Destiny 2 presents a big challenge for Bungie, and Noseworthy doesn't shy away from admitting where the first Destiny fell short of the mark. For one thing, the studio struggled to maintain harmony between the complexity of a systems-heavy, RPG-style multiplayer game and an experience that felt inviting to new players.
"It was a game that became difficult to recommend," he says. "It got to this point where, you know, your brother-in-law or someone would ask you: 'Hey, should I be playing this Destiny game?' And my first instinct would be like, 'Mmm, I don't know if I've got enough time to carry you for that period of time, where I'm gonna have to explain everything.' " One of the biggest aims for the sequel is to make sure that the treasure-hunting aspect, where you slay some big monster from outer space and then the game rewards you with loot (e.g., a gun or piece of armor), feels satisfying for every type of player. "We're trying to make the game more generous and more clear about cause and effect," Noseworthy says.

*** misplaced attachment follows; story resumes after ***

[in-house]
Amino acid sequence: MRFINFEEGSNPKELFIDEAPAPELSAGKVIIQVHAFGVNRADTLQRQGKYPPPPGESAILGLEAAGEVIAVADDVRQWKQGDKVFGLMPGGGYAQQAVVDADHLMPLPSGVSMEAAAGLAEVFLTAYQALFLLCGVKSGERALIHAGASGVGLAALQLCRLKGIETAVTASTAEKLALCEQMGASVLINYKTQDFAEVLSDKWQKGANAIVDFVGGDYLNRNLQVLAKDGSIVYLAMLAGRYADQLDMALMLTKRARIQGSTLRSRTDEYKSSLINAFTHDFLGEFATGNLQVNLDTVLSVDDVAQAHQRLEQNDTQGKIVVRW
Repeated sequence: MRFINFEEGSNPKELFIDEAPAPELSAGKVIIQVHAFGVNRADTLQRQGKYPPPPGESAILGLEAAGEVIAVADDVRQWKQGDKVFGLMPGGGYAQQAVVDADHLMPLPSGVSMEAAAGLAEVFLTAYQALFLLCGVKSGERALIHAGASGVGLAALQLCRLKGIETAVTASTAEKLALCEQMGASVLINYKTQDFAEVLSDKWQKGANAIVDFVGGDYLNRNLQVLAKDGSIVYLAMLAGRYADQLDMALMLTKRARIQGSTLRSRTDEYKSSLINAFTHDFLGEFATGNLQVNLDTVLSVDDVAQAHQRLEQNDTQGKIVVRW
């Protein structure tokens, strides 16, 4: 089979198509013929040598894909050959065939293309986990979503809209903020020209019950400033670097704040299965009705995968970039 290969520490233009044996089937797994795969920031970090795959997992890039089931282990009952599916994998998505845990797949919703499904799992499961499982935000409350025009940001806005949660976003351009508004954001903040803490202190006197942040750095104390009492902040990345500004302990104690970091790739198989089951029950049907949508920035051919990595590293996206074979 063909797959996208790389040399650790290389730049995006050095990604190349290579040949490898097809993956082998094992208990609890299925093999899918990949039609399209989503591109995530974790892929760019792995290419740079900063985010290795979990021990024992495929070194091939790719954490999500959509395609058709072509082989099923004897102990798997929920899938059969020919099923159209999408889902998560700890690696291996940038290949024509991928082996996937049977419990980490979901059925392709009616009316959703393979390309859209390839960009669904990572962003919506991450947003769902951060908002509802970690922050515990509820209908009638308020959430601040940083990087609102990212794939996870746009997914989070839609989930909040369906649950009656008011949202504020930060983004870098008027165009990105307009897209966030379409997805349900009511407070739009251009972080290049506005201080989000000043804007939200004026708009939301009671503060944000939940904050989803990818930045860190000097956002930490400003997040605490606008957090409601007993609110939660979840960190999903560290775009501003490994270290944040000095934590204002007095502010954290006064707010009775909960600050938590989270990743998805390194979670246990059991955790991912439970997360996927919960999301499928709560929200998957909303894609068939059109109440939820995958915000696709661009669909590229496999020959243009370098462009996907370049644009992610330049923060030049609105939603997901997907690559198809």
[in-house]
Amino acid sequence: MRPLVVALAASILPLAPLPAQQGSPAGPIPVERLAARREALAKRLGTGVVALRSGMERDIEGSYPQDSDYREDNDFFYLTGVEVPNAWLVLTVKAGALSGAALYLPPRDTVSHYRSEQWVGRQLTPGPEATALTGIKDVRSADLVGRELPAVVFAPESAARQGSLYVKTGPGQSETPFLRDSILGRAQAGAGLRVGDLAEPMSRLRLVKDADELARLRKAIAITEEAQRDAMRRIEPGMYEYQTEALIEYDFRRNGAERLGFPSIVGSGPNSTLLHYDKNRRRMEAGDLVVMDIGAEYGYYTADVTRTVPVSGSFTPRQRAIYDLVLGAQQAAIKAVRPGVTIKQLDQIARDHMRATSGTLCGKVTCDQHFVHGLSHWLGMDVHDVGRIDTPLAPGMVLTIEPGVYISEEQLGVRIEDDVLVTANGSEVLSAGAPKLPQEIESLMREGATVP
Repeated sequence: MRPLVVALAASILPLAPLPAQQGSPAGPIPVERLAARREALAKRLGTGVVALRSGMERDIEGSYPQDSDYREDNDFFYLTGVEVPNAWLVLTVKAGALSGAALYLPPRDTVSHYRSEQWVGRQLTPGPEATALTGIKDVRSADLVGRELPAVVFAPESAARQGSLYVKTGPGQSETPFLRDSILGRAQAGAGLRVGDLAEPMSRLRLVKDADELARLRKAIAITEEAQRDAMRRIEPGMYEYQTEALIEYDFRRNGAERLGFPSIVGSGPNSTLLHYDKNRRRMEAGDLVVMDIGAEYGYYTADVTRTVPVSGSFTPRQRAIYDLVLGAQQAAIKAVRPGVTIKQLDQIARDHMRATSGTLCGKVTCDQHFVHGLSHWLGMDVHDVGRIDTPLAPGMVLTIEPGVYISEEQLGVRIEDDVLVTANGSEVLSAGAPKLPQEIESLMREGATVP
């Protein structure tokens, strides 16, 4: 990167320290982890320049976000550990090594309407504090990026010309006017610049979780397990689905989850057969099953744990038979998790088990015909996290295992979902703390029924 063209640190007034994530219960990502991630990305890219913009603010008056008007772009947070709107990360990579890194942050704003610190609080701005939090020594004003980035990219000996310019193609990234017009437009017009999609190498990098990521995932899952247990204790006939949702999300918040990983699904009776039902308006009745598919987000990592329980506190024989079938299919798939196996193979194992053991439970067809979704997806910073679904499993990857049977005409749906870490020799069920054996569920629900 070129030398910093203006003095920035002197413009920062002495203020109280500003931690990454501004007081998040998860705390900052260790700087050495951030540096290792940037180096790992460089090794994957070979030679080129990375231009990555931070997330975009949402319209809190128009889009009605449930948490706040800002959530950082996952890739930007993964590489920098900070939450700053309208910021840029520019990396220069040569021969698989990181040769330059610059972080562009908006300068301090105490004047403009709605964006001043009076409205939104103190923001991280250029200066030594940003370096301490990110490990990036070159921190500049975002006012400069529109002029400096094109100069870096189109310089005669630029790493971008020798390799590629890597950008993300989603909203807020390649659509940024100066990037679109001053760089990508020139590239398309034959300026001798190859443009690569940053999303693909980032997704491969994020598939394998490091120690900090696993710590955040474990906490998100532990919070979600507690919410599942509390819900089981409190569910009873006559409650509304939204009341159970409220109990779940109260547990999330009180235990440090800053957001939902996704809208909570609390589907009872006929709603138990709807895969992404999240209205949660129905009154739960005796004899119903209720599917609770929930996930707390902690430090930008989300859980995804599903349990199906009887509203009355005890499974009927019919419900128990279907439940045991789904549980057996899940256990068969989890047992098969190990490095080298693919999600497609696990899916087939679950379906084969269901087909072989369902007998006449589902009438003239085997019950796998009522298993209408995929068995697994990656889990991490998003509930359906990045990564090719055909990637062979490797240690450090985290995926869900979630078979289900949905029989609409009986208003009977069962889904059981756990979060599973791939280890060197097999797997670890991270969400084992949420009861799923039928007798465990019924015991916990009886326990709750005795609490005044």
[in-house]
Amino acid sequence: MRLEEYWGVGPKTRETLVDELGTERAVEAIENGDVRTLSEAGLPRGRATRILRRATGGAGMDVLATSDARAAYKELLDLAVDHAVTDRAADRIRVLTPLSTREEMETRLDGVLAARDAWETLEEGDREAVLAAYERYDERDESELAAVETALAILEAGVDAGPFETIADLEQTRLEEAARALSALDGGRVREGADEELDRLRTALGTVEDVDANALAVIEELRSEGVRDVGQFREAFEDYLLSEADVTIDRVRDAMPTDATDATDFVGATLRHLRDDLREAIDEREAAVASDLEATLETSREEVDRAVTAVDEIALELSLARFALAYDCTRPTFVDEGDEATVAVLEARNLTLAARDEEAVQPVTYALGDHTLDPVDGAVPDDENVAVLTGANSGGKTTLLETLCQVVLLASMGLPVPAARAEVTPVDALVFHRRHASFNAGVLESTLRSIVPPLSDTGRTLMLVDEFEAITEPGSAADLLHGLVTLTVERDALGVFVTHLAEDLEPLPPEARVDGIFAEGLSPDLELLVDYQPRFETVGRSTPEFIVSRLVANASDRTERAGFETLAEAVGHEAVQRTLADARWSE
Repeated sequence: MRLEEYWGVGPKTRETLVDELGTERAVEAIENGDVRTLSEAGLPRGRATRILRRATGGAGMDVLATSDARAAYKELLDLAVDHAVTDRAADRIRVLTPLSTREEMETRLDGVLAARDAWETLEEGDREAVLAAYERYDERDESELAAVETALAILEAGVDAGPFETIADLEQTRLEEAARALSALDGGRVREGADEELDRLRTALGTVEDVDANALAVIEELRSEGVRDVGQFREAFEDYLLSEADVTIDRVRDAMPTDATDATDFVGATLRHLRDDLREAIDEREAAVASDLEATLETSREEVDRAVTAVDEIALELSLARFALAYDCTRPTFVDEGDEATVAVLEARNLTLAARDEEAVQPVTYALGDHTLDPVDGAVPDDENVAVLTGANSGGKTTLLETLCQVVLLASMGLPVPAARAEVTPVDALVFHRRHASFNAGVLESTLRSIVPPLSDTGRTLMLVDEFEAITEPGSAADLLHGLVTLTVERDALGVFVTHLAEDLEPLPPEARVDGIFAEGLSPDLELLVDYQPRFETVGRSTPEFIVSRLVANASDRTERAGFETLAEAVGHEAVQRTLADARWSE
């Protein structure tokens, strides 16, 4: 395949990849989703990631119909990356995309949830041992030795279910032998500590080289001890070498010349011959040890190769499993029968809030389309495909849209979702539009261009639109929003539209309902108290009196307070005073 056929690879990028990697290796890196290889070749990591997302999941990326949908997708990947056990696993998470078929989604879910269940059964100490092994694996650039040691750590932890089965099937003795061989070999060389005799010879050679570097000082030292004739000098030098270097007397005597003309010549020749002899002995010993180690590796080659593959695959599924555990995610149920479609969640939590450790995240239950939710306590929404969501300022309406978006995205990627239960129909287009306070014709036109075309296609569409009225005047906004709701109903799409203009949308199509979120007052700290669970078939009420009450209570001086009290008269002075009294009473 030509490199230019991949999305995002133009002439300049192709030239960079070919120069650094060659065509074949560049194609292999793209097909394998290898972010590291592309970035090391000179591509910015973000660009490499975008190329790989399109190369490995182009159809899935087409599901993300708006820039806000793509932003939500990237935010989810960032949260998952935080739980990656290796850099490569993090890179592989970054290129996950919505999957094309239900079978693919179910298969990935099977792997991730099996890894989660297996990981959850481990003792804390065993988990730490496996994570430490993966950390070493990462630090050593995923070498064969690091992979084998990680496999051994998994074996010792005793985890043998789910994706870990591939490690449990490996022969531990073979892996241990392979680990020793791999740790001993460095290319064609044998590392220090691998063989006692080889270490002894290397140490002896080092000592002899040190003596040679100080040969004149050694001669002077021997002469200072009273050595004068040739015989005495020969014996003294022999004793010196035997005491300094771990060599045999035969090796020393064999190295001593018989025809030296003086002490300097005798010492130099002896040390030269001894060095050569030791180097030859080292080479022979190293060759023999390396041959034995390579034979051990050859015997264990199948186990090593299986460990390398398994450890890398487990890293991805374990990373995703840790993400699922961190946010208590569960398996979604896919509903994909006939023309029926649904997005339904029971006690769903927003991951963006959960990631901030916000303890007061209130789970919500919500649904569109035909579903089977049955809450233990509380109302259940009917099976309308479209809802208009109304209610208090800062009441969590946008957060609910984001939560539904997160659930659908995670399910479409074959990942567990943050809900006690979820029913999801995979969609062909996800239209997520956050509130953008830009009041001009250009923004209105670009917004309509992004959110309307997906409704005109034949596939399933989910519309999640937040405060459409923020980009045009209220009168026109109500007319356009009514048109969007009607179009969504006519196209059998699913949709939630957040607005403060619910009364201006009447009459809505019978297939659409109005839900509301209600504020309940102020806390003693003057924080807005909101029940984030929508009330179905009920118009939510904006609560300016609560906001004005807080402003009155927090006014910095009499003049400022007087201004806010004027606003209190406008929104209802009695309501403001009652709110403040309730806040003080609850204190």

The other issue the developer has addressed with their upcoming sequel is the first game's convoluted narrative, much of which was relegated to the Grimoire, an archive of short fiction and vignettes at website Bungie.net. "With the Cabal and the main storyline of the Red War, we're trying to tell a relatable story with memorable characters, where you want to anticipate what's gonna happen next and push the story forward. And that means having a really interesting villain," says Noseworthy, who at several points during the game's development worried about how Ghaul, the game's antagonist, might be received. “Are we making him too sympathetic? Are you almost rooting for him? Because at some point, you know, you might fight him. And you've gotta want to win."